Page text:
The world is full of people trying to succeed.  Success can mean many different things depending on how you view it.  When it comes to someone wanting to be an expert in any given field, most will find a program or course that will teach them how to do what it is they want and desire.   In the realm of spirituality, everywhere you look, there are loads of online schools that promote ways you can learn anything: astrology, past-life regression, tarot, mediumship, Reiki, Shamanism, etc.  These new age modalities appeal to many and rightly so.  In a universe shrouded in mystery there is so much unknown, unexplainable, fascinating phenomena.  Between books, podcasts, webinars, lectures and workshops, there has never been a time when so much access is granted to so many to pursue the esoteric.  All this is great, but it comes with a catch.  When students who feel compelled to explore these topics (with the hope of establishing a professional practice), and have the time and means to indulge, the end result is often mediocrity, because many of these seekers are strongly encouraged by teachers who ooze positivity while stuffing their own purses.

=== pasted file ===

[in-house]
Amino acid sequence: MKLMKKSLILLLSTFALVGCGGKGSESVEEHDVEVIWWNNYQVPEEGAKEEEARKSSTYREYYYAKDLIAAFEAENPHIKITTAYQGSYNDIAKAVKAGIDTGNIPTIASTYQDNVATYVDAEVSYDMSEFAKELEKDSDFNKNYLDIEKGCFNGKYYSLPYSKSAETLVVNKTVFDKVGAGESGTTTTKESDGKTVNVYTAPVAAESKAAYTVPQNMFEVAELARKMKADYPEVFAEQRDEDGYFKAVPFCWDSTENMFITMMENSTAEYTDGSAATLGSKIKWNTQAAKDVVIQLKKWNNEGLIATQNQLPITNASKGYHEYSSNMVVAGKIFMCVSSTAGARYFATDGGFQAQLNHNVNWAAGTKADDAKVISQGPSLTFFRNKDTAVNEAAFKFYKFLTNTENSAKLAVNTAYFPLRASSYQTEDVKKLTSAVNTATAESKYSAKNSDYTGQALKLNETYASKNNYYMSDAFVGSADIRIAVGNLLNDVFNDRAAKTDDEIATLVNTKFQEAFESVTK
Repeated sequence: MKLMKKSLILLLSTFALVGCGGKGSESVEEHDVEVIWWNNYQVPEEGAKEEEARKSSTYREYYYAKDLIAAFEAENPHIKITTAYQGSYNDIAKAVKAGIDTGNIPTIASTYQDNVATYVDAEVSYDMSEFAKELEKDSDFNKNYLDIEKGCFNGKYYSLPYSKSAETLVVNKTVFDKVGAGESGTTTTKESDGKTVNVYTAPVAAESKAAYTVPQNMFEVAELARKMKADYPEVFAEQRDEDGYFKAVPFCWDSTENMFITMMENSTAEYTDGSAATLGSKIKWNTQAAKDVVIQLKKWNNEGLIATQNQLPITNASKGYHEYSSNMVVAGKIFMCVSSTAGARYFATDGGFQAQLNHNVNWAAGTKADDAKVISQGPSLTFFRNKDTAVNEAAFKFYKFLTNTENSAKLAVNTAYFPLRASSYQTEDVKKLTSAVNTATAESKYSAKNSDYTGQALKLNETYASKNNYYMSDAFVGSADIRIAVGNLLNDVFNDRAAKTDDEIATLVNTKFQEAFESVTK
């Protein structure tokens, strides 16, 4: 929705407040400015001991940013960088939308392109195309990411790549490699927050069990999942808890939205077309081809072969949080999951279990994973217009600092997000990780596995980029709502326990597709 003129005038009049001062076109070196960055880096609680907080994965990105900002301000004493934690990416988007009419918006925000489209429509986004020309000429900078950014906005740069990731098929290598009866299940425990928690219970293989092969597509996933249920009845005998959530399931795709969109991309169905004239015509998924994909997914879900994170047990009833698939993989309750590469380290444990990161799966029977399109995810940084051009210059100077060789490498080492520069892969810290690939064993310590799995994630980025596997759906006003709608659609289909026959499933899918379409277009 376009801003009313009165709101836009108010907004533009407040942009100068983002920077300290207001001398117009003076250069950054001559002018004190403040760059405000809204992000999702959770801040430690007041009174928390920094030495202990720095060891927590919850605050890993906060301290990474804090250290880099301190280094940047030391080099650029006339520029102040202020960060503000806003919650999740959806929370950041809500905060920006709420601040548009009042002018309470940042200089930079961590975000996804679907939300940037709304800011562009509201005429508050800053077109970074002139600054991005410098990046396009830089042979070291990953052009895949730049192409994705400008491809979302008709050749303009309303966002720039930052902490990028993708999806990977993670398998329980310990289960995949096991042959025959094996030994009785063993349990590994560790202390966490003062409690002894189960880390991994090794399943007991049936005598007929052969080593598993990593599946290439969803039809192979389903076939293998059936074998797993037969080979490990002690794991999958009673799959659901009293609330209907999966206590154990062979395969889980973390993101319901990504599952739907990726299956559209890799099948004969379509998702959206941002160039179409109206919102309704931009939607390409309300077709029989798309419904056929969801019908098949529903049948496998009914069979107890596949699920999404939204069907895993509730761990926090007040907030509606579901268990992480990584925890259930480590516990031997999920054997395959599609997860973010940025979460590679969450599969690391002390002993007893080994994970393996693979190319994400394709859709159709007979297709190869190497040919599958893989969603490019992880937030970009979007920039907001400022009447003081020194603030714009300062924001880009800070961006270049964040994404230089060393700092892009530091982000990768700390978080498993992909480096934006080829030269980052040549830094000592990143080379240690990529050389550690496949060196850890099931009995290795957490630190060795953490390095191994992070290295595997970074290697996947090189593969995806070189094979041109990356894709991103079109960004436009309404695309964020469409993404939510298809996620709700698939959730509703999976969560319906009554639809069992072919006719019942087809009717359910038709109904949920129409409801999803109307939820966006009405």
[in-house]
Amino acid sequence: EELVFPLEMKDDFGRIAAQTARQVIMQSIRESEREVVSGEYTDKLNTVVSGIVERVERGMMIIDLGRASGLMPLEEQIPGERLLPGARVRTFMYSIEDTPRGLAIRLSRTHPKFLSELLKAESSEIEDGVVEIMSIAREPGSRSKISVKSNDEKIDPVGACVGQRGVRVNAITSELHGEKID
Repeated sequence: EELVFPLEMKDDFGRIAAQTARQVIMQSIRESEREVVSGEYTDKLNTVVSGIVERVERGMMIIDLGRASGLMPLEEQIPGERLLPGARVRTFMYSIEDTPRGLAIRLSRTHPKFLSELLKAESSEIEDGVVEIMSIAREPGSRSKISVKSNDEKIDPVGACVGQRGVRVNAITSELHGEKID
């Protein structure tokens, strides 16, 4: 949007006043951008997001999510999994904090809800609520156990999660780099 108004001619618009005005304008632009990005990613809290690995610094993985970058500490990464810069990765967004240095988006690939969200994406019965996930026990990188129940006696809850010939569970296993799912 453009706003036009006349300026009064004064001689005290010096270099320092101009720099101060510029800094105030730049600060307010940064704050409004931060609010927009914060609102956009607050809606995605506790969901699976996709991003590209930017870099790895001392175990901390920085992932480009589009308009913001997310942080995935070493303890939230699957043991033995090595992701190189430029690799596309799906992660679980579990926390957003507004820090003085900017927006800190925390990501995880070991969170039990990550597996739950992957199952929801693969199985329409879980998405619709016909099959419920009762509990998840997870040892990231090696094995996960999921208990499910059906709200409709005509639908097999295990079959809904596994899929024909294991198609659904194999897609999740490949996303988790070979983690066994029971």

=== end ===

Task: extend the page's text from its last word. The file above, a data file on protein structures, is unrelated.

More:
Animals don’t need any education at all.  They’re perfectly brilliant just the way they are. And, they never have to prove a thing.




thelma and louise

Recently I reconnected with someone who, many years ago, was a good friend.  We hadn’t had contact in fourteen years except for one chance encounter.  Several years ago, I had given up the thought of resuming this friendship.  When we became reacquainted, as women in our mid-thirties, things picked up right where we left off!  Even with all the years of estrangement, way more than the years we shared as friends, we immediately clicked back to a level of familiarity and comfort that cannot in any way be forced or manufactured.  This got me thinking: what does it mean to feel connected and have chemistry with another soul?

I’m quite picky about who I share my life with.  There are, of course, levels of relationships, i.e, acquaintances, people I’m friendly with for one reason or another, good friends who are a regular presence, and then there are the people on another level – a level of love and deep affection that so dearly matter and would leave a big hole if they were no longer around.